June 9th, 2023

Genes in Space student experiment launches to International Space Station

June 9, 2023 (KENNEDY SPACE CENTER, Fla.) An experiment by Genes in Space 2022 contest winner Pristine Onuoha, 18, of Chapel Hill, North Carolina, launched on Monday to the International Space Station aboard Commercial Resupply Service mission CRS-28. Onuoha, a graduating high school senior, won the competition by proposing a new way to study DNA lengths in space.

Ohuoha’s research project tests a novel technique to measure the lengths of telomeres and other nucleic acids as a basis for future diagnostic assays. Measuring the length of DNA fragments is an important part of many molecular biology applications, from molecular diagnostics to understanding mechanisms of genetic damage. Onuoha’s inspiration to develop a DNA measuring assay for space stems from the observation that telomeres, genetic structures that protect our chromosomes and shorten with age, have been found to lengthen in space.


2022 winner Pristine Onuoha in front of the CRS-28 launchpad

“In the development of [this] experiment, something really important was measuring telomere length, but it turns out that isn’t something that could really be done on the ISS”, Onuoha reflected. “Instead, experiments involving DNA length measurement need to be sent back down to Earth and that takes time and resources. So…I got to thinking ‘what if we develop an experiment that could help address that?’”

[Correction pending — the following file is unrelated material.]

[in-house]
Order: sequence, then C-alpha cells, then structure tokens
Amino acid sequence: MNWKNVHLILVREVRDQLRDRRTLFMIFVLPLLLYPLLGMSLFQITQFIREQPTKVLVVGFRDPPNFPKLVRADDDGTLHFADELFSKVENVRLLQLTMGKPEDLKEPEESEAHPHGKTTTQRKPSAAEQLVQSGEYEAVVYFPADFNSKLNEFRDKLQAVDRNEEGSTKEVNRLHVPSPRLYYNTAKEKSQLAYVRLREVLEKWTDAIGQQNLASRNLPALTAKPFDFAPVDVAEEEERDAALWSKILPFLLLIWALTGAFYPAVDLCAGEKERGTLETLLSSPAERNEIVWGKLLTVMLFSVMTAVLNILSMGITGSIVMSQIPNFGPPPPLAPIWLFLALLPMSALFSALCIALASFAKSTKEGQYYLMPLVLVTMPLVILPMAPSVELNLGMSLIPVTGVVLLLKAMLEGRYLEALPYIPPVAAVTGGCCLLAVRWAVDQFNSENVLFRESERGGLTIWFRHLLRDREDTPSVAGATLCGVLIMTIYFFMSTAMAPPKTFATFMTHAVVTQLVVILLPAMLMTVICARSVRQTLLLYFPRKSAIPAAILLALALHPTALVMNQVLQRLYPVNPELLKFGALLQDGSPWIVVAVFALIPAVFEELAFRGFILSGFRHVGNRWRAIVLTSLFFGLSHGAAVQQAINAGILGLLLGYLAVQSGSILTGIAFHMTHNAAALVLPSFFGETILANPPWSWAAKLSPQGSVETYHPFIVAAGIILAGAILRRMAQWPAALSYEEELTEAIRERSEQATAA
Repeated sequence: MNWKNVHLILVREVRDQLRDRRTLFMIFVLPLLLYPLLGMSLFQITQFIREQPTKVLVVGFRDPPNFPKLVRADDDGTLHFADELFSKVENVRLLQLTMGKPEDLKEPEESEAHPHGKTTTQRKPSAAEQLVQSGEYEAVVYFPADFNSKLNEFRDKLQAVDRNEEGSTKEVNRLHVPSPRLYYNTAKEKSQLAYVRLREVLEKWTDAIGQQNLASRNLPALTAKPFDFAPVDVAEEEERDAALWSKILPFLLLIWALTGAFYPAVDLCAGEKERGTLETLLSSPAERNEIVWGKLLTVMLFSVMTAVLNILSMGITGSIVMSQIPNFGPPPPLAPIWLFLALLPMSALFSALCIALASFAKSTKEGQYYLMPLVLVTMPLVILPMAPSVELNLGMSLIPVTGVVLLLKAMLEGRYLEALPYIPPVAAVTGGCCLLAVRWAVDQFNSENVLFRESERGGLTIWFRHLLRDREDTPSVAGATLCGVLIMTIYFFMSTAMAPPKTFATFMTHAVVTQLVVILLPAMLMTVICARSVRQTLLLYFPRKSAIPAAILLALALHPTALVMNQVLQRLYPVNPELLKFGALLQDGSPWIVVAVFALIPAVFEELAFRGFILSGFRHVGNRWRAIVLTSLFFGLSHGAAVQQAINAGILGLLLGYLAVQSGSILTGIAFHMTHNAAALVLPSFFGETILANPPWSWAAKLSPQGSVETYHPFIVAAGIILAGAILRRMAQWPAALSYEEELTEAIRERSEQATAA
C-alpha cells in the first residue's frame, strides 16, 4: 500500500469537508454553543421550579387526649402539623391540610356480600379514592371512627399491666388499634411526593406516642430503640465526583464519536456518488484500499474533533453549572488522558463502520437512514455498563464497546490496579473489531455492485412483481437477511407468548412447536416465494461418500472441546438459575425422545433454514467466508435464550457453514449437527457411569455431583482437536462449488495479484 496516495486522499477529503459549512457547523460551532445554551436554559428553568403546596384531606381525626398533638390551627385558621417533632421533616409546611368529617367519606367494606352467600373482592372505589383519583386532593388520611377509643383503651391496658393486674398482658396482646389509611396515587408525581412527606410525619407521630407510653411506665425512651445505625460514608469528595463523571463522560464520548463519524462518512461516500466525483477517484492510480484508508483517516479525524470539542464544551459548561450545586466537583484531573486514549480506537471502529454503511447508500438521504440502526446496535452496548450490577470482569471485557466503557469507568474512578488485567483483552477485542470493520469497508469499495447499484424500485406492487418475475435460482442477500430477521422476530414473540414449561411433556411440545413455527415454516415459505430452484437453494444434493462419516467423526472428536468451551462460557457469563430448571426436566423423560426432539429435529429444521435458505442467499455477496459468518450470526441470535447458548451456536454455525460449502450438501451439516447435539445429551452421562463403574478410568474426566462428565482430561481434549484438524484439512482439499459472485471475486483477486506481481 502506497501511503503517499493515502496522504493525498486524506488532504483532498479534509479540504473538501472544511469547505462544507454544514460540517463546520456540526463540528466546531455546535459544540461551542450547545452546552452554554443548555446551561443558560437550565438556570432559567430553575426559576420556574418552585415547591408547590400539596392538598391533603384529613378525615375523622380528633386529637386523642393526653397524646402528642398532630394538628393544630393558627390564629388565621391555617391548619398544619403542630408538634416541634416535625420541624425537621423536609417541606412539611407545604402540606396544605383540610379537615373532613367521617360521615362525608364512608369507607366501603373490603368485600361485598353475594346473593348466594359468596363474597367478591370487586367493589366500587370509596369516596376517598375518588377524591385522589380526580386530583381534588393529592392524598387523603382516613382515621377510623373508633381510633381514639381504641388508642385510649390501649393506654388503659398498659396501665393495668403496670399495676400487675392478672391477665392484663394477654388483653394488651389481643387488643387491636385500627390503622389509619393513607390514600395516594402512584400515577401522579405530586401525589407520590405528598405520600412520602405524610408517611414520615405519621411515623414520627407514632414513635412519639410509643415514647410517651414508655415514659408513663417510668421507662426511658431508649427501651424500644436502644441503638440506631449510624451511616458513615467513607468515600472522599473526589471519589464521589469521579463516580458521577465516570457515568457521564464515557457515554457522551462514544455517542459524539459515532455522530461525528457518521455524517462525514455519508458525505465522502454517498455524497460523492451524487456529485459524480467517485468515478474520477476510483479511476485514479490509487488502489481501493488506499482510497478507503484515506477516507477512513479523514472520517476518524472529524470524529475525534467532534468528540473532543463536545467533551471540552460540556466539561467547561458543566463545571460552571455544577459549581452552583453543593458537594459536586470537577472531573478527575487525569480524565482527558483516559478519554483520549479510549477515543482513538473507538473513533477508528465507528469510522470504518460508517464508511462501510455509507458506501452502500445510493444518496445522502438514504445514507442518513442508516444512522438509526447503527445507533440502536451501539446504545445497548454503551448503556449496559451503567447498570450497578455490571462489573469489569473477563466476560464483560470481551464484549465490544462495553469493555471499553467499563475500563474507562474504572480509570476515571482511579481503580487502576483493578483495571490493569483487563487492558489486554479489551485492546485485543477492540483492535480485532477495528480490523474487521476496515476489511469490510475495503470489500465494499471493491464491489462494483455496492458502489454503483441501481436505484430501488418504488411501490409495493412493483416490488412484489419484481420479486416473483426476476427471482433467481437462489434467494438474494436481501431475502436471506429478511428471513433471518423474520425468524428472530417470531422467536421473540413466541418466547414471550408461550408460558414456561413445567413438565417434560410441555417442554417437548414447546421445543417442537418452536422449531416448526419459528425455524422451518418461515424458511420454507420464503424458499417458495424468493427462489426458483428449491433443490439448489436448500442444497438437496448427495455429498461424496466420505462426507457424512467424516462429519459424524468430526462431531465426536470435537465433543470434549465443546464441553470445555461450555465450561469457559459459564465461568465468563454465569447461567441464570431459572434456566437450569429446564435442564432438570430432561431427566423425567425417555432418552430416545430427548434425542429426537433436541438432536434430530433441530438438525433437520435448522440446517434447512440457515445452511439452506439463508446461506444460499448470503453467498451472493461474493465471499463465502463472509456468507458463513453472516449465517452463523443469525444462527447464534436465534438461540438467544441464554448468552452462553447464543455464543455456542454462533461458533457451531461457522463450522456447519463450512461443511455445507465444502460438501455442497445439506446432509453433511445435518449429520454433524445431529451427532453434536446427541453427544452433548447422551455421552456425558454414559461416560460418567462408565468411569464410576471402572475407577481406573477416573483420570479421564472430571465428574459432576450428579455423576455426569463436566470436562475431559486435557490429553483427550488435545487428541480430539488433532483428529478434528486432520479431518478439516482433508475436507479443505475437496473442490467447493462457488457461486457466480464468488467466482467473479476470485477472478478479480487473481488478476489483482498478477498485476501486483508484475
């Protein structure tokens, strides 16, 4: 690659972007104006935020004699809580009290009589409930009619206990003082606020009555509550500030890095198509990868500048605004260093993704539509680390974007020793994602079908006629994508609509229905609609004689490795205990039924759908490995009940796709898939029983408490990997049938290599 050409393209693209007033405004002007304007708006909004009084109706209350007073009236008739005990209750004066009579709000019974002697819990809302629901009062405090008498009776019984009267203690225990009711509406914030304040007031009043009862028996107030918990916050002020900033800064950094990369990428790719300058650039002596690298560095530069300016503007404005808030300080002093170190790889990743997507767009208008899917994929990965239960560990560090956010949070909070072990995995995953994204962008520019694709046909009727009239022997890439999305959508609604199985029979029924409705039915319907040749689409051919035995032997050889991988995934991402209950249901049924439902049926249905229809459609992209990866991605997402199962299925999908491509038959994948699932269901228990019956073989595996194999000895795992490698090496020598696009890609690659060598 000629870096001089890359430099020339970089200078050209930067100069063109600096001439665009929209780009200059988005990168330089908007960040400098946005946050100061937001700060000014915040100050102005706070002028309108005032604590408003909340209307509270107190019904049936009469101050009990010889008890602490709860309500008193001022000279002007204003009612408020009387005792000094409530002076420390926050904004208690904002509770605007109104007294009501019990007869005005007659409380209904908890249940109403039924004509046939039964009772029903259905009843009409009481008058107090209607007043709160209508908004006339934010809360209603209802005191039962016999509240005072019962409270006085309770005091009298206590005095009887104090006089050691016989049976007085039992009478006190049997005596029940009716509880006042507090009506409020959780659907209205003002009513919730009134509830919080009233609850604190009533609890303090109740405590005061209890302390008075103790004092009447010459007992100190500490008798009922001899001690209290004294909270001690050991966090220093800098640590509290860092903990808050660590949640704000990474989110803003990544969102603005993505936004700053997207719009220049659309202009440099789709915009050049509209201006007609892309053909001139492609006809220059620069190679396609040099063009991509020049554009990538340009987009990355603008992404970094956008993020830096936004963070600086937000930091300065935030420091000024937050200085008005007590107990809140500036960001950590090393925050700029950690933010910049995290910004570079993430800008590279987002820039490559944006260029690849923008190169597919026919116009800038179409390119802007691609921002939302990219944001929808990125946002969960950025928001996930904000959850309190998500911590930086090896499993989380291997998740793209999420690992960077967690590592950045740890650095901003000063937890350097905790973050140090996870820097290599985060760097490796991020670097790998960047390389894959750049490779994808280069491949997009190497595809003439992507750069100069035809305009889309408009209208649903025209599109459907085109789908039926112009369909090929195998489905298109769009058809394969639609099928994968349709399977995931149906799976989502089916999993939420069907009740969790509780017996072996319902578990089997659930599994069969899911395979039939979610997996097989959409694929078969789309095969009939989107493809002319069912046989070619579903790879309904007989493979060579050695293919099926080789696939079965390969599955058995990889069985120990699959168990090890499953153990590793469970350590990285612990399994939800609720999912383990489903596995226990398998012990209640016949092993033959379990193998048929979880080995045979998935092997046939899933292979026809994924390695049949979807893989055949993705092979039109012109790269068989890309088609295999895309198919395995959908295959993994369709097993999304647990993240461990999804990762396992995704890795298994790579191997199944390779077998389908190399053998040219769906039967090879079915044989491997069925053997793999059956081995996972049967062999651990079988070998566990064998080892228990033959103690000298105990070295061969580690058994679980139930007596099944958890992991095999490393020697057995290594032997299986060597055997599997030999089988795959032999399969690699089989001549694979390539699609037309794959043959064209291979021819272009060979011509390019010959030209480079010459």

Onuoha’s experiment uses the Genes in Space Fluorescence Viewer, a compact and easy-to-operate tool that allows for visualization of biomolecules, to assess DNA fragment length. Astronauts will first use a miniPCR to make copies of DNA for the target sequences to reach detectable levels. Once copied, the DNA will be stained with a fluorescent dye. Longer fragments are expected to fluoresce more brightly than smaller fragments, yielding a readout that can easily be assessed by eye.

Pristine pilots her experiment.jpg

Pristine pilots her experiment

“It’s honestly a dream come true,” Onuoha said in the moments before launch. “This idea started off in my head and now it’s going to be a reality pretty soon, so I’m really excited.”

Having moved to the U.S. from Nigeria at age five, Onuoha won Genes in Space as a student from East Chapel Hill High School after hearing about the Genes in Space competition through the school’s Women in Stem club. She aspires to become a biomedical researcher, and will attend The University of North Carolina at Chapel Hill this fall. Onuoha was supported by her teacher, Kimberly Manning, and her mentor, Harvard University scientist Ana Karla Cepeda Diaz.

Onuoha’s experiment will build on advances made by previous winners of the Genes in Space contest, including the first DNA amplification in space and student-led gene detection investigations. Genes in Space was founded in 2015 by miniPCR bio and Boeing, with additional support from the ISS U.S. National Laboratory and New England Biolabs.

Media contact: Marc Bliss, genesinspace@minipcr.com, 781-990-8727

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